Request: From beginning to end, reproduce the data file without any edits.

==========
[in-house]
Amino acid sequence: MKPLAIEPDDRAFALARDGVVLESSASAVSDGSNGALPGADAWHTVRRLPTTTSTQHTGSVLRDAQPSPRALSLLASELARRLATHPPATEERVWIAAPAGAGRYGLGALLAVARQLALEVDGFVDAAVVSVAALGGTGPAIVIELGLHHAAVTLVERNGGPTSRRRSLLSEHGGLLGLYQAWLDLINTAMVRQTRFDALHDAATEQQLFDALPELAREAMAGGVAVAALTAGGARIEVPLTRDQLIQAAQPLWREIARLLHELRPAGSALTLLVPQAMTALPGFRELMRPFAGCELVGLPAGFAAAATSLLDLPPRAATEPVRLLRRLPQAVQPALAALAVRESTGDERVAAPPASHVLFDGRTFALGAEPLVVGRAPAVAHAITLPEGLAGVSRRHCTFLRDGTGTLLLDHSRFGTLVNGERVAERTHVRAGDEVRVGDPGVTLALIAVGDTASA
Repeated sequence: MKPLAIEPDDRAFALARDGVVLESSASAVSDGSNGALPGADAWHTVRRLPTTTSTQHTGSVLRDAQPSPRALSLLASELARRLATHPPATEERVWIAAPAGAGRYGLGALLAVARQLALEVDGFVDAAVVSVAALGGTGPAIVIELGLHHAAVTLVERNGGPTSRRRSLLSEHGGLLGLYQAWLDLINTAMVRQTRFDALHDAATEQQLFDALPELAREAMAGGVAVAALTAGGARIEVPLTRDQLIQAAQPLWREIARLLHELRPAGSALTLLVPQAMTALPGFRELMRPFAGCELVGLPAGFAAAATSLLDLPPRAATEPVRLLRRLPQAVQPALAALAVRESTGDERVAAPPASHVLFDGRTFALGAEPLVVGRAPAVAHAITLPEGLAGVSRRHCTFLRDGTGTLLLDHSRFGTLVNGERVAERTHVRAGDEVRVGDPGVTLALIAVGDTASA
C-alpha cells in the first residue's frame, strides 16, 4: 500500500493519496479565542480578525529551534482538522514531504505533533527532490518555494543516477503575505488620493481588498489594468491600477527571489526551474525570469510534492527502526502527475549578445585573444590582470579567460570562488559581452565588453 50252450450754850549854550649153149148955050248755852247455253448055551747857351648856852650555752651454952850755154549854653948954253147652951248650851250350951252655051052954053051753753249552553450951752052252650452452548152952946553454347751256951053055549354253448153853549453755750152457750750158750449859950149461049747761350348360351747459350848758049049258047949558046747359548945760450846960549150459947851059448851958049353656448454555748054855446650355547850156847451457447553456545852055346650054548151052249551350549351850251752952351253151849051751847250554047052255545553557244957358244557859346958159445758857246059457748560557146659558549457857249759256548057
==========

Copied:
[in-house]
Amino acid sequence: MKPLAIEPDDRAFALARDGVVLESSASAVSDGSNGALPGADAWHTVRRLPTTTSTQHTGSVLRDAQPSPRALSLLASELARRLATHPPATEERVWIAAPAGAGRYGLGALLAVARQLALEVDGFVDAAVVSVAALGGTGPAIVIELGLHHAAVTLVERNGGPTSRRRSLLSEHGGLLGLYQAWLDLINTAMVRQTRFDALHDAATEQQLFDALPELAREAMAGGVAVAALTAGGARIEVPLTRDQLIQAAQPLWREIARLLHELRPAGSALTLLVPQAMTALPGFRELMRPFAGCELVGLPAGFAAAATSLLDLPPRAATEPVRLLRRLPQAVQPALAALAVRESTGDERVAAPPASHVLFDGRTFALGAEPLVVGRAPAVAHAITLPEGLAGVSRRHCTFLRDGTGTLLLDHSRFGTLVNGERVAERTHVRAGDEVRVGDPGVTLALIAVGDTASA
Repeated sequence: MKPLAIEPDDRAFALARDGVVLESSASAVSDGSNGALPGADAWHTVRRLPTTTSTQHTGSVLRDAQPSPRALSLLASELARRLATHPPATEERVWIAAPAGAGRYGLGALLAVARQLALEVDGFVDAAVVSVAALGGTGPAIVIELGLHHAAVTLVERNGGPTSRRRSLLSEHGGLLGLYQAWLDLINTAMVRQTRFDALHDAATEQQLFDALPELAREAMAGGVAVAALTAGGARIEVPLTRDQLIQAAQPLWREIARLLHELRPAGSALTLLVPQAMTALPGFRELMRPFAGCELVGLPAGFAAAATSLLDLPPRAATEPVRLLRRLPQAVQPALAALAVRESTGDERVAAPPASHVLFDGRTFALGAEPLVVGRAPAVAHAITLPEGLAGVSRRHCTFLRDGTGTLLLDHSRFGTLVNGERVAERTHVRAGDEVRVGDPGVTLALIAVGDTASA
C-alpha cells in the first residue's frame, strides 16, 4: 500500500493519496479565542480578525529551534482538522514531504505533533527532490518555494543516477503575505488620493481588498489594468491600477527571489526551474525570469510534492527502526502527475549578445585573444590582470579567460570562488559581452565588453 50252450450754850549854550649153149148955050248755852247455253448055551747857351648856852650555752651454952850755154549854653948954253147652951248650851250350951252655051052954053051753753249552553450951752052252650452452548152952946553454347751256951053055549354253448153853549453755750152457750750158750449859950149461049747761350348360351747459350848758049049258047949558046747359548945760450846960549150459947851059448851958049353656448454555748054855446650355547850156847451457447553456545852055346650054548151052249551350549351850251752952351253151849051751847250554047052255545553557244957358244557859346958159445758857246059457748560557146659558549457857249759256548057